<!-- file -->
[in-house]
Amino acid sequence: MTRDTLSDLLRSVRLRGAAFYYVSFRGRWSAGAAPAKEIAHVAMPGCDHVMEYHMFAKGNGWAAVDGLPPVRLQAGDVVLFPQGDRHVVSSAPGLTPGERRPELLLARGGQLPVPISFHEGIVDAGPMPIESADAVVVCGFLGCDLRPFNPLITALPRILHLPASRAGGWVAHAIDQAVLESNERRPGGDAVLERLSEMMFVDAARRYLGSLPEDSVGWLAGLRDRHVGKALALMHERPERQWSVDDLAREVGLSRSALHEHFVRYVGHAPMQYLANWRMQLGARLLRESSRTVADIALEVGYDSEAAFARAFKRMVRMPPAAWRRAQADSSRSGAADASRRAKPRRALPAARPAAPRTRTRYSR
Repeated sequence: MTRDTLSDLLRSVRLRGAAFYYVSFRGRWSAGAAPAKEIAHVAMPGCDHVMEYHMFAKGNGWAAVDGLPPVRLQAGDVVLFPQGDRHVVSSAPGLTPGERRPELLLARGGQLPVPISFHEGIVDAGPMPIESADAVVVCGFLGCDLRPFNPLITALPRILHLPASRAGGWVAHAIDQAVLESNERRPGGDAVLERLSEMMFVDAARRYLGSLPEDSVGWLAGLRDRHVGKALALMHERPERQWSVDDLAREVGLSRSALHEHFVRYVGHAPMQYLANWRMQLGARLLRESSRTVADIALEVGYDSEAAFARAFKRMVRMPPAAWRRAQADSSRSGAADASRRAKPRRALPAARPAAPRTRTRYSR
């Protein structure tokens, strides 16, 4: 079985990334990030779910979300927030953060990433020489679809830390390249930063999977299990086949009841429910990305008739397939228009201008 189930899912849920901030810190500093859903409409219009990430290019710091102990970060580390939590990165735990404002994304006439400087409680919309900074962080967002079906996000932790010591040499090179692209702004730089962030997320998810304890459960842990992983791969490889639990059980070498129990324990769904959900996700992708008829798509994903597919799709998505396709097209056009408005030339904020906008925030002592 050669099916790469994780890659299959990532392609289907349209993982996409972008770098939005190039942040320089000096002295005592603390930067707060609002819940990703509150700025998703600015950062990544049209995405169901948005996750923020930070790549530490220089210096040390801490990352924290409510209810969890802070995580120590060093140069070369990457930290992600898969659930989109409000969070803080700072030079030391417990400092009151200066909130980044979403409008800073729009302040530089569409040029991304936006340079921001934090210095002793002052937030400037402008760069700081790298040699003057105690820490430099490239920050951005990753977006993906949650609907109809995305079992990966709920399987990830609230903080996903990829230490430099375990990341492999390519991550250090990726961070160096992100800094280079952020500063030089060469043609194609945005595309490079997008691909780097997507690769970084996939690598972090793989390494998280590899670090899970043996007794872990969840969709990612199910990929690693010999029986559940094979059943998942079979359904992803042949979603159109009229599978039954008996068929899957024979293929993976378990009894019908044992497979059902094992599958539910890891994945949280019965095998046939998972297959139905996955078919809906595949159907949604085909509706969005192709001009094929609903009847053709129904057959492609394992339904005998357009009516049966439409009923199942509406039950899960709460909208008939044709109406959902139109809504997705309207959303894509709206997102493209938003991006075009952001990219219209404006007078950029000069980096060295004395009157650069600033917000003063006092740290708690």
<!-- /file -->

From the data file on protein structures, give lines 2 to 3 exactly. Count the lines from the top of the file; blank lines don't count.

Amino acid sequence: MTRDTLSDLLRSVRLRGAAFYYVSFRGRWSAGAAPAKEIAHVAMPGCDHVMEYHMFAKGNGWAAVDGLPPVRLQAGDVVLFPQGDRHVVSSAPGLTPGERRPELLLARGGQLPVPISFHEGIVDAGPMPIESADAVVVCGFLGCDLRPFNPLITALPRILHLPASRAGGWVAHAIDQAVLESNERRPGGDAVLERLSEMMFVDAARRYLGSLPEDSVGWLAGLRDRHVGKALALMHERPERQWSVDDLAREVGLSRSALHEHFVRYVGHAPMQYLANWRMQLGARLLRESSRTVADIALEVGYDSEAAFARAFKRMVRMPPAAWRRAQADSSRSGAADASRRAKPRRALPAARPAAPRTRTRYSR
Repeated sequence: MTRDTLSDLLRSVRLRGAAFYYVSFRGRWSAGAAPAKEIAHVAMPGCDHVMEYHMFAKGNGWAAVDGLPPVRLQAGDVVLFPQGDRHVVSSAPGLTPGERRPELLLARGGQLPVPISFHEGIVDAGPMPIESADAVVVCGFLGCDLRPFNPLITALPRILHLPASRAGGWVAHAIDQAVLESNERRPGGDAVLERLSEMMFVDAARRYLGSLPEDSVGWLAGLRDRHVGKALALMHERPERQWSVDDLAREVGLSRSALHEHFVRYVGHAPMQYLANWRMQLGARLLRESSRTVADIALEVGYDSEAAFARAFKRMVRMPPAAWRRAQADSSRSGAADASRRAKPRRALPAARPAAPRTRTRYSR